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Journal Article
Novel (2017) 50 (1): 112–122.
Published: 01 May 2017
...Melissa Hardie Across three women's films, the status of the literary novel in the midst of changing media environments is melodramatically plotted through the figure of “old acquaintance.” Vincent Sherman's 1943 Old Acquaintance pits the meager output of celebrated writer Katherine “Kit” Marlowe...
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Journal Article
Novel (2004) 37 (3): 326–351.
Published: 01 November 2004
... that could no longer be steered, the old Malay's answer is reported by Marlow as follows: "[Tlhere had been no order .. . why should he leave the helm?" (60)P Since the officers author- ized to give such an order were openly making their escape at that very time, ths reply obviously makes no sense...
Journal Article
Novel (2012) 45 (3): 409–432.
Published: 01 November 2012
... a recent anthropological line of inquiry in Conrad studies,3 I argue that this realization does not simply provide us with a new anthropological referent with which to approach Conrad’s enigmatic tale; it also gives us an insight into the driving telos of Marlow’s experience, a ritual experience...
Journal Article
Novel (2006) 39 (3): 337–360.
Published: 01 November 2006
... MICHAEL SAYEAU In the "Author's Note" that accompanied the second British edition of Heart of Darkness in book form (1902), Conrad responds to the "literary speculation" (9) that swirled around his surrogate narrator Marlow by describing their relation- ship as if it were an actual friendship...
Journal Article
Novel (2003) 36 (2): 176–197.
Published: 01 August 2003
... structure the relativism of modern epistemology Conrad's creation of Marlow and his embedding of Marlow's narrative within another acknowledge that we always perceive the world many times removed,filtered through our own consciousness and that of others, as through a glass darkly. (63-64...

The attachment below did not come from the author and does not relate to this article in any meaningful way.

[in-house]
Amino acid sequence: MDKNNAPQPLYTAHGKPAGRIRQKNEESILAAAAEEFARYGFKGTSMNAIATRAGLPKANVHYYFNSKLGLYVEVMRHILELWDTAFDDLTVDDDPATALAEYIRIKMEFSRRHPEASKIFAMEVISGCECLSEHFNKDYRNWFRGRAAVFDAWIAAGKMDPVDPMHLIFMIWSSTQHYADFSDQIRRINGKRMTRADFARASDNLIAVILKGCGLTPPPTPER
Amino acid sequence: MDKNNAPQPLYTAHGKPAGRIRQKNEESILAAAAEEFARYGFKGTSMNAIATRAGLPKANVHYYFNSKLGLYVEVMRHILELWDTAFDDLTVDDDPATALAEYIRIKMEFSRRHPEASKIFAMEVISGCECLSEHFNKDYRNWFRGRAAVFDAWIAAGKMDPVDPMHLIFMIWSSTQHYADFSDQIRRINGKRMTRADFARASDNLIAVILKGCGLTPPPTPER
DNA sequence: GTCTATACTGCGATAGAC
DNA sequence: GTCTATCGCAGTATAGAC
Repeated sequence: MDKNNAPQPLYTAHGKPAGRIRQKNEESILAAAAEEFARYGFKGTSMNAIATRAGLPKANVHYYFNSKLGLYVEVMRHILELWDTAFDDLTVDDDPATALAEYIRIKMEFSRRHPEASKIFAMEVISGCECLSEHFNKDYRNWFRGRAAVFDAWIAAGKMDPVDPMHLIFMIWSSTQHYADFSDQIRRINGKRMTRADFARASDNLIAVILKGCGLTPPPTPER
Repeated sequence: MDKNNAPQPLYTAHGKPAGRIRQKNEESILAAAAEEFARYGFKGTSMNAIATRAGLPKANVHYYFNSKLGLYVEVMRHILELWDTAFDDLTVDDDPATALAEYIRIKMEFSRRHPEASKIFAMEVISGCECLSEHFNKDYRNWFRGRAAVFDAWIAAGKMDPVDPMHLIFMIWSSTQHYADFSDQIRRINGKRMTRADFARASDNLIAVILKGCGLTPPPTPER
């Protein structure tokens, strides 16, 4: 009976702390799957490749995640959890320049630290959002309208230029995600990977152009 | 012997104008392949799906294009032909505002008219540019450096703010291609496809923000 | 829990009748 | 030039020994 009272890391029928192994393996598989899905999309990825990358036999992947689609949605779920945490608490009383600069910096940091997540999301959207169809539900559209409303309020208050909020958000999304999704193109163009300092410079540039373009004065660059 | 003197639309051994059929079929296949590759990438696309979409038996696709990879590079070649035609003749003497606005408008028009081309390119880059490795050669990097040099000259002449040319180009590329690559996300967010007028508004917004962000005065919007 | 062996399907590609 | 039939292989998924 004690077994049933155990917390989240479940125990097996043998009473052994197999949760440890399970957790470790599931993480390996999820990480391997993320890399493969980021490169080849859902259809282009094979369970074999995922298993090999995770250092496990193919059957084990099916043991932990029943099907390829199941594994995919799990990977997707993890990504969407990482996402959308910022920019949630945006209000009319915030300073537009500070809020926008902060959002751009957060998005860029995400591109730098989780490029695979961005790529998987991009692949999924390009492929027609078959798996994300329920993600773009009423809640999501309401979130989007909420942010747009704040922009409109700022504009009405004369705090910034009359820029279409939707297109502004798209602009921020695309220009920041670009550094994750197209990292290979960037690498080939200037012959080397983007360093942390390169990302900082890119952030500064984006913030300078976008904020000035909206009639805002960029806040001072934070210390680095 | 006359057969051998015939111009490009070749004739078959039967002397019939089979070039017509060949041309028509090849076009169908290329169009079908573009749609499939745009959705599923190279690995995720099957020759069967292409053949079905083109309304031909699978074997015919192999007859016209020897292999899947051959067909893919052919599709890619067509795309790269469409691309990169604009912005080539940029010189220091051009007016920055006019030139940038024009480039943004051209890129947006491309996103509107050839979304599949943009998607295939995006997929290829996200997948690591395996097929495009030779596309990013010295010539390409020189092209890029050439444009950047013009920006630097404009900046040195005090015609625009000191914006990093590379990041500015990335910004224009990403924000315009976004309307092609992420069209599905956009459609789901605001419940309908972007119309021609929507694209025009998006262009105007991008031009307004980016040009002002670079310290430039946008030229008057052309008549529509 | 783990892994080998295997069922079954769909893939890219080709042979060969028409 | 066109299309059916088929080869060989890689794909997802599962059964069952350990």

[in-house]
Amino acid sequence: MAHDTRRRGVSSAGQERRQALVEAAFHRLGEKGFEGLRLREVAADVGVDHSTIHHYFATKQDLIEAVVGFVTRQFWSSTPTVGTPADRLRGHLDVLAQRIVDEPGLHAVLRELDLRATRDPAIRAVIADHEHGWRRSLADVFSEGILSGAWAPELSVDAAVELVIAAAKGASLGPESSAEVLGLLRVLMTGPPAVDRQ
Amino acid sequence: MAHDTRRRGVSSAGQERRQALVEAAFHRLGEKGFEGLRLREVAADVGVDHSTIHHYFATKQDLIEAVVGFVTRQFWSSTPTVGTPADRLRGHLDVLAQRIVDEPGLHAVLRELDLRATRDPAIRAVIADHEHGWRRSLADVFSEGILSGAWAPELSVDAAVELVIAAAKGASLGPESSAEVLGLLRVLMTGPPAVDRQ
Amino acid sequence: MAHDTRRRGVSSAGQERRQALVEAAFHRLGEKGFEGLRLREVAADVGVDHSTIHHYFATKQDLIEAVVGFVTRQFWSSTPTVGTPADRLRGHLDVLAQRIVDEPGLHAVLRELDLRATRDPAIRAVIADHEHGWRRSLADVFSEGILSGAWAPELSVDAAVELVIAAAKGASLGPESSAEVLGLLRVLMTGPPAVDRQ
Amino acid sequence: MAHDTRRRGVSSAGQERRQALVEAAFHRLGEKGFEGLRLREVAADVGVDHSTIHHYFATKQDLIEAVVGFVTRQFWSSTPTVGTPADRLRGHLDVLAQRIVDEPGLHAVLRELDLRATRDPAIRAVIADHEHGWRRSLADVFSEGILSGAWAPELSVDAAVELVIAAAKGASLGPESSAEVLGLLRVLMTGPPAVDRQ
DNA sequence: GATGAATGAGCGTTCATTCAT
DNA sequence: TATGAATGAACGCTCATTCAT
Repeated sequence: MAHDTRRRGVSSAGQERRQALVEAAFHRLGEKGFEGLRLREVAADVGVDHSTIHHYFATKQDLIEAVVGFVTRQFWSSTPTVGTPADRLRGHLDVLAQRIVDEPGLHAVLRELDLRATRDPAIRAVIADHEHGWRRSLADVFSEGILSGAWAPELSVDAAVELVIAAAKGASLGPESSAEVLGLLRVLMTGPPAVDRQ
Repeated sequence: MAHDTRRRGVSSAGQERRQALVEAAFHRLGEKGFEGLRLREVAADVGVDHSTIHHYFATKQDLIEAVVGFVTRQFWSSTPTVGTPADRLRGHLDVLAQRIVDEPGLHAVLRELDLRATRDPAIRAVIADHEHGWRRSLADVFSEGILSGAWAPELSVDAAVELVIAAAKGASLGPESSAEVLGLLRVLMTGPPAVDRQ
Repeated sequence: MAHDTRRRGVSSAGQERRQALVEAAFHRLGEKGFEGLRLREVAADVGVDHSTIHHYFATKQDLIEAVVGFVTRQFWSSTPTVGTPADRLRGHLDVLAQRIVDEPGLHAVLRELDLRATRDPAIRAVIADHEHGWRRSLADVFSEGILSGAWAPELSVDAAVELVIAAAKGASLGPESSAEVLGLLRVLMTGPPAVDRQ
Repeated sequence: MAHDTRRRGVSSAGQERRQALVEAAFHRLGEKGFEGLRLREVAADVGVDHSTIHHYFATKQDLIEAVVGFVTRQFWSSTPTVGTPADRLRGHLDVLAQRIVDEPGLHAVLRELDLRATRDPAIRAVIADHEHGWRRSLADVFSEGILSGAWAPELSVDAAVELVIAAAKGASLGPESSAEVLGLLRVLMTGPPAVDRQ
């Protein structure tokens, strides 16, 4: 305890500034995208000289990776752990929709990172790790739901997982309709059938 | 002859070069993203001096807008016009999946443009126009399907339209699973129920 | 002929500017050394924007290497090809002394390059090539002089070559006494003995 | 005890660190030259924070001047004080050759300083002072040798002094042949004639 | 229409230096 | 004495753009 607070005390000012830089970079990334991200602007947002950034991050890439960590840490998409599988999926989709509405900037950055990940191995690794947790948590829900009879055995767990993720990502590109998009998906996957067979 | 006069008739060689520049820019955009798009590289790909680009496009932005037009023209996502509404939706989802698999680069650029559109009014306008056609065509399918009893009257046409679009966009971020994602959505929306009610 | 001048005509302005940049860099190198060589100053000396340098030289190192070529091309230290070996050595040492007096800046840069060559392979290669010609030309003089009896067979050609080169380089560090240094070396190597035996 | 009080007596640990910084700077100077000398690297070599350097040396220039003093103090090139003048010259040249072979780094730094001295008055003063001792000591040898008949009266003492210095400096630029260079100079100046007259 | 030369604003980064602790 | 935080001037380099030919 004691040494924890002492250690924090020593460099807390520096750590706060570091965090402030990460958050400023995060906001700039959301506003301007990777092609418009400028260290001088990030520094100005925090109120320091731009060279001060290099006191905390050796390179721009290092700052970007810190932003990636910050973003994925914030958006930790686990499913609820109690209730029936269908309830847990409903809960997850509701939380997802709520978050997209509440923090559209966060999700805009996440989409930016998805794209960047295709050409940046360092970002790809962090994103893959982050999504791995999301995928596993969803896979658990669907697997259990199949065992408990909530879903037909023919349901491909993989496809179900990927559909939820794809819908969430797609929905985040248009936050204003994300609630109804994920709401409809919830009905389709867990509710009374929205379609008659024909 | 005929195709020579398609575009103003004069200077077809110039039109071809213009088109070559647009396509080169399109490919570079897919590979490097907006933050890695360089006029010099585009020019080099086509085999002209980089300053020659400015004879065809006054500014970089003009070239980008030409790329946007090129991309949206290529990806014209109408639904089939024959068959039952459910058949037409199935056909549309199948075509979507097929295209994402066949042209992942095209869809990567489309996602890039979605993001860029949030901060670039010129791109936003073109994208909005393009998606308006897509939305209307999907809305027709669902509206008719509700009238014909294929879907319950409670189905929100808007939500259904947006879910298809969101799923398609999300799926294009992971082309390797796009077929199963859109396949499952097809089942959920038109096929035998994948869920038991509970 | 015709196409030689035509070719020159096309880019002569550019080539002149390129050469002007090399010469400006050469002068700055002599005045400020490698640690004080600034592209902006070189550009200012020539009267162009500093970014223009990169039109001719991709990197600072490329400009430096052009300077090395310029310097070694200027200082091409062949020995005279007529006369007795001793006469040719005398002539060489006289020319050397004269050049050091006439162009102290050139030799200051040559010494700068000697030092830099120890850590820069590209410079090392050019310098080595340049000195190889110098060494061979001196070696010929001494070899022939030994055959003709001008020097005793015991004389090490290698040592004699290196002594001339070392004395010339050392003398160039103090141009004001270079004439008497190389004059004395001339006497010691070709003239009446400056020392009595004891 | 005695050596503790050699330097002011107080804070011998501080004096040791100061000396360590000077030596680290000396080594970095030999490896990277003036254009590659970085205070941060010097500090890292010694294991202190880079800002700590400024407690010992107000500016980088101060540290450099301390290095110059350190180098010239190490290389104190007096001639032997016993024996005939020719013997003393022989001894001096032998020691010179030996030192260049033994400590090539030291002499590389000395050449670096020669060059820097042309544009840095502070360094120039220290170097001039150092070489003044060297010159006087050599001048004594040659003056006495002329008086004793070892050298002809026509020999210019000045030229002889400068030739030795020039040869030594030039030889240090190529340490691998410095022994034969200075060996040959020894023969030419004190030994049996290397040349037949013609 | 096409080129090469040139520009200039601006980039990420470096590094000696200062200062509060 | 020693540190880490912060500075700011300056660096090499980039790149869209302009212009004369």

Journal Article
Novel (2003) 36 (3): 374–397.
Published: 01 November 2003
... by even fewer. By this point in the novel, any reader might anticipate that though we know where Jim is, in characteristic Conradian fashion, we will soon find out precisely how he got there. And it is only two chapters later that we learn how Marlow and the trader Stein managed to dispatch Jim...
Journal Article
Novel (2019) 52 (2): 219–239.
Published: 01 August 2019
... is by profession an imperial collaborator. In Heart of Darkness , the novel, accounting, and imperial violence receive personification as three characters: Marlow, the accountant, and Kurtz, respectively. The imbrication of the novel, account-book, and empire first appears in the Outer Station, where Marlow meets...
Journal Article
Novel (2015) 48 (3): 323–343.
Published: 01 November 2015
..., than deserting a sinking ship is deserting one that stays afloat. An inquiry follows, and it is here that our narrator, Marlow, first meets Jim, setting in motion the particular tale we are reading as well as the events of the novel's second half. Jim, seeking to flee from his notoriety, ends up...
Journal Article
Novel (2013) 46 (3): 469–473.
Published: 01 November 2013
...- poral tension. In this case, Zemka provides an intricate account of the moment in Joseph Conrad’s Lord Jim by showing how Jim and Marlow suffer from panic at different levels. The panic experienced by Jim, which takes the form of his paralysis and abandonment of the ship, results from...
Journal Article
Novel (2008) 41 (2-3): 374–377.
Published: 01 November 2008
... text: Joseph Conrad's Lord Jim. By focusing on the actions of the Malay helmsmen and the strange presence of the yellow dog in the first half of the novel, and the embedded social contexts of Patusan in the latter half, Krishnan reads Conrad's novel against the grain of Marlow's narrative...